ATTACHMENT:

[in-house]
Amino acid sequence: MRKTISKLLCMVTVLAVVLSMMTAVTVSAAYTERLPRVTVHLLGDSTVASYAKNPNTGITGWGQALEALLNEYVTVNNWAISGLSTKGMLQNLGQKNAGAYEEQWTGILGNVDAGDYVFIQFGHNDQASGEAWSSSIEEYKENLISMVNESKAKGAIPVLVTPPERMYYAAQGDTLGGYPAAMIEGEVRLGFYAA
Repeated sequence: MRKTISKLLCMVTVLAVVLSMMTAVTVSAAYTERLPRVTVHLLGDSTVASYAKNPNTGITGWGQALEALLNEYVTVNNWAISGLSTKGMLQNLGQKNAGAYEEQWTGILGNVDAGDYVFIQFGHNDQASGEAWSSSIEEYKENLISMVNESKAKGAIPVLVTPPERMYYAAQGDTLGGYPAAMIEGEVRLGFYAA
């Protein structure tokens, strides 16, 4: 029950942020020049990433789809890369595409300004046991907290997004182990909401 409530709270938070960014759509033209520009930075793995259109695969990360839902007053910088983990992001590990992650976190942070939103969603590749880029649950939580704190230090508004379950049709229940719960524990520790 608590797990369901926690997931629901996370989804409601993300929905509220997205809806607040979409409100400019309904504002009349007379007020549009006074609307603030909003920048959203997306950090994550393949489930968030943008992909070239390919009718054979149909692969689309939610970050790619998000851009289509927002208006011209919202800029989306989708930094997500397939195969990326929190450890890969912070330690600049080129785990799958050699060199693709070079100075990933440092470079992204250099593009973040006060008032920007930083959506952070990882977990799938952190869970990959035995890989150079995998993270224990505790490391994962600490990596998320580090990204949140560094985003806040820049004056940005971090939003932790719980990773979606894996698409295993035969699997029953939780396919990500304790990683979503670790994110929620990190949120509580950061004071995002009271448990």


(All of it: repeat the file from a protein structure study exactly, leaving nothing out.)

[in-house]
Amino acid sequence: MRKTISKLLCMVTVLAVVLSMMTAVTVSAAYTERLPRVTVHLLGDSTVASYAKNPNTGITGWGQALEALLNEYVTVNNWAISGLSTKGMLQNLGQKNAGAYEEQWTGILGNVDAGDYVFIQFGHNDQASGEAWSSSIEEYKENLISMVNESKAKGAIPVLVTPPERMYYAAQGDTLGGYPAAMIEGEVRLGFYAA
Repeated sequence: MRKTISKLLCMVTVLAVVLSMMTAVTVSAAYTERLPRVTVHLLGDSTVASYAKNPNTGITGWGQALEALLNEYVTVNNWAISGLSTKGMLQNLGQKNAGAYEEQWTGILGNVDAGDYVFIQFGHNDQASGEAWSSSIEEYKENLISMVNESKAKGAIPVLVTPPERMYYAAQGDTLGGYPAAMIEGEVRLGFYAA
């Protein structure tokens, strides 16, 4: 029950942020020049990433789809890369595409300004046991907290997004182990909401 409530709270938070960014759509033209520009930075793995259109695969990360839902007053910088983990992001590990992650976190942070939103969603590749880029649950939580704190230090508004379950049709229940719960524990520790 608590797990369901926690997931629901996370989804409601993300929905509220997205809806607040979409409100400019309904504002009349007379007020549009006074609307603030909003920048959203997306950090994550393949489930968030943008992909070239390919009718054979149909692969689309939610970050790619998000851009289509927002208006011209919202800029989306989708930094997500397939195969990326929190450890890969912070330690600049080129785990799958050699060199693709070079100075990933440092470079992204250099593009973040006060008032920007930083959506952070990882977990799938952190869970990959035995890989150079995998993270224990505790490391994962600490990596998320580090990204949140560094985003806040820049004056940005971090939003932790719980990773979606894996698409295993035969699997029953939780396919990500304790990683979503670790994110929620990190949120509580950061004071995002009271448990």